Boy Scouts Beyond The Seas
In 1845, Mr. Leichardt, a German botanist, set out from Brisbane to cut across the back country of Queensland to reach Port Essington in the north-east of Australia. Everybody told him it was a hopeless job and tried to persuade him not to go, but he started and marched and struggled on, through most difficult country and among dangerous natives, suffering heat and hunger and thirst.
For two years this brave and cheerful man struggled on – and he got there in the end. Then he took a sailing vessel and got back to Sydney, where he startled his friends by suddenly turning up. They had long ago given him up as dead, and when he put his head in at the window they went out at the door thinking they had seen a ghost.
When, however, he had reassured them, they took him down to theatre in Pitt Street, where at that moment a solemn anthem was being sung in honour of the dead explorer!
Poor fellow! He went off later on another exploring expedition with seven white men and two natives, and a number of carts, oxen, and sheep; and nothing was ever heard of any of them again. They went into the desert, and not a sign was afterwards found to show which way they had gone or what became of them.
In 1860 an expedition under Burke and Wills set forth from Melbourne to cross the centre of the continent northward. They took camels with them in order to get over the thirst land, and a number of men and a large-outfit.
But soon they found that travelling with so large a number meant going very slowly. So Burke and Wills with two other men and the strongest camels pushed on into the desert.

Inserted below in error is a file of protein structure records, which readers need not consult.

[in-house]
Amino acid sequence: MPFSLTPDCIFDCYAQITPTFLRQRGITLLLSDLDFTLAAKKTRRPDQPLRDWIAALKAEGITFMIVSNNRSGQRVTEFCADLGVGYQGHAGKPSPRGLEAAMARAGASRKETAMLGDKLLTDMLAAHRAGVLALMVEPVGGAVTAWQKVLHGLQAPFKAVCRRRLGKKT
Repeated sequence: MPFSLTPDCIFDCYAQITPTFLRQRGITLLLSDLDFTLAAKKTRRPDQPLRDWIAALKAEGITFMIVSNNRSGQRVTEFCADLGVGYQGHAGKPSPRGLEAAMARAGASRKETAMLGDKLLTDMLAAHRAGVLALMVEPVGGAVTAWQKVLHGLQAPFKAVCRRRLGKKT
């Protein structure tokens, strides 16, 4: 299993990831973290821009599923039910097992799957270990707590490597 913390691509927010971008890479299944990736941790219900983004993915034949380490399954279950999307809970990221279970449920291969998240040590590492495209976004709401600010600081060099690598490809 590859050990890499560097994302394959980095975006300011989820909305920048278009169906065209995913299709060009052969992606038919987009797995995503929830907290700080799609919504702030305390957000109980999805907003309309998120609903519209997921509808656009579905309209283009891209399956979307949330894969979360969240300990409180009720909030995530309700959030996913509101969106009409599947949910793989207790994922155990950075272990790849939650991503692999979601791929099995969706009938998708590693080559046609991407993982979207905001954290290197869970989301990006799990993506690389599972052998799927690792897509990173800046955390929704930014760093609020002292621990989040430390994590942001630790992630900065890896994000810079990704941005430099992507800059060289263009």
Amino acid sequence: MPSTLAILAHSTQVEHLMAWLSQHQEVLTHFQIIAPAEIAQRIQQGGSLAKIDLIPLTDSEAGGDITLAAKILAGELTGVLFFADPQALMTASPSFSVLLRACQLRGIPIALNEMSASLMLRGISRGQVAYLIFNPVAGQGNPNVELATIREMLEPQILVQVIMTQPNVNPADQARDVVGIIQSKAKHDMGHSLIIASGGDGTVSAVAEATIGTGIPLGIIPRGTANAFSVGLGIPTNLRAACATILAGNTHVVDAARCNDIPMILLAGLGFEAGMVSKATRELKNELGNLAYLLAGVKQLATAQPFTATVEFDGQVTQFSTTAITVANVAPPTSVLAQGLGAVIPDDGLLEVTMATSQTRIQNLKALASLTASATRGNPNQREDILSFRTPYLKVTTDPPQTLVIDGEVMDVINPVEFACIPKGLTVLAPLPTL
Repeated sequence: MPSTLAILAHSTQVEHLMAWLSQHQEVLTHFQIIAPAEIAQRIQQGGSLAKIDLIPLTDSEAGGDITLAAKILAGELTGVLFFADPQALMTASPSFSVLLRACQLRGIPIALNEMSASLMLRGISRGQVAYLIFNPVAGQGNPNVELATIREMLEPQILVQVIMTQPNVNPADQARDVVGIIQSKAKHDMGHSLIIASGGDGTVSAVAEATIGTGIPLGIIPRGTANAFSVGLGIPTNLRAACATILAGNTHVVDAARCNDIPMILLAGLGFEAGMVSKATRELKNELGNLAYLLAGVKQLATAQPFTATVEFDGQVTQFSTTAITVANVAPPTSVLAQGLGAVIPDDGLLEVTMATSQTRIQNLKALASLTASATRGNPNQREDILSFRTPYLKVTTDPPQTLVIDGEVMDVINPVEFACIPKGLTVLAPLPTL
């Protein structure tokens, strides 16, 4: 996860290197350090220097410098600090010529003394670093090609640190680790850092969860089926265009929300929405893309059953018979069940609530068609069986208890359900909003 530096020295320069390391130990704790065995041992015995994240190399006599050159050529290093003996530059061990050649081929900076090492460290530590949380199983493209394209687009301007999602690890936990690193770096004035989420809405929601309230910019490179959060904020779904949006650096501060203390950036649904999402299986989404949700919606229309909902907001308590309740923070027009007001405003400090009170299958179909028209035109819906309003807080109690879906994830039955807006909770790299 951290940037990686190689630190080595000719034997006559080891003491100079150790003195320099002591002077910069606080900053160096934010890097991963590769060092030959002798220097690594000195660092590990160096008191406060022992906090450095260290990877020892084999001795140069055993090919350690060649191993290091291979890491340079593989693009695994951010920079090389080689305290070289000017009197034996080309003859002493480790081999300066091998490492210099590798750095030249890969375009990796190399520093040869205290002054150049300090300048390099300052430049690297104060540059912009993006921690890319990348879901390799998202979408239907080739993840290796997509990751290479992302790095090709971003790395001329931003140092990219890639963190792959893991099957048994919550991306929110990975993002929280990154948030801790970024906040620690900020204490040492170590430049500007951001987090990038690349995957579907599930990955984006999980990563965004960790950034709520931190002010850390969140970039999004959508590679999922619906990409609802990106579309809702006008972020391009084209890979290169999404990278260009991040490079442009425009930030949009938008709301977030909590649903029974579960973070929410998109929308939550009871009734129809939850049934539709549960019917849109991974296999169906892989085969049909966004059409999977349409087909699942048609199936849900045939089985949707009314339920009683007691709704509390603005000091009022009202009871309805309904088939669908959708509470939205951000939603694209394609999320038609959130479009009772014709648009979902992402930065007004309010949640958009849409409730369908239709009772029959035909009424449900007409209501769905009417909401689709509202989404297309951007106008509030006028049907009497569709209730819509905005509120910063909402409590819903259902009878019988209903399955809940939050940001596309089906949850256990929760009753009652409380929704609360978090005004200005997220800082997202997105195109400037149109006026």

Week after week they stuck to it, till after three months they at last came in sight of the sea on the north.
But they were running out of supplies, there were no settlements there, so they had to start back as fast as they were able. Their hardships were terrible; Gray, one of the men, died; they had to kill their camels one after another for food. At last they struggled into the camp-ground where their expedition had been told to await them, only to find a note on a tree to say that they had gone back home on the day before. Fortunately they had left some food for them in case they came. This they took, and pushed on to try to reach Melbourne – but got lost.
Played out, they still struggled on, till Wills fell out to die. Soon after Burke also died, and King, the only survivor, was luckily found by some friendly natives just as he was at his last gasp. They nursed him and brought him round, and a search party shortly after rescued him, and buried the bodies of his brave companions.
A fine statue now stands in Melbourne to the memory of Burke and Wills.
In 1862, John McDowell Stuart, very shortly after the death. of Burke and Wills, succeeded in crossing the central country from Adelaide to the Gulf of Carpentaria in the north. He did this without the loss of a single man or animal. He died in 1866.
At one time some men who were jealous of him spread a report that he had never got to the sea coast. But lately a tree was found with his initials cut deeply into it. Later a tree was reported by the natives near Point Stuart as having some strange marks on its bark. A party which went to examine it found it marked with his initials as he had said, “J. M. D. S.”
In 1840, Edward Eyre started out from Adelaide with one white man and three natives to walk to Perth round the Australian Bight and to explore the country between those two points. They soon found the bush inland so difficult to get through, and the country so waterless, that they could not get along.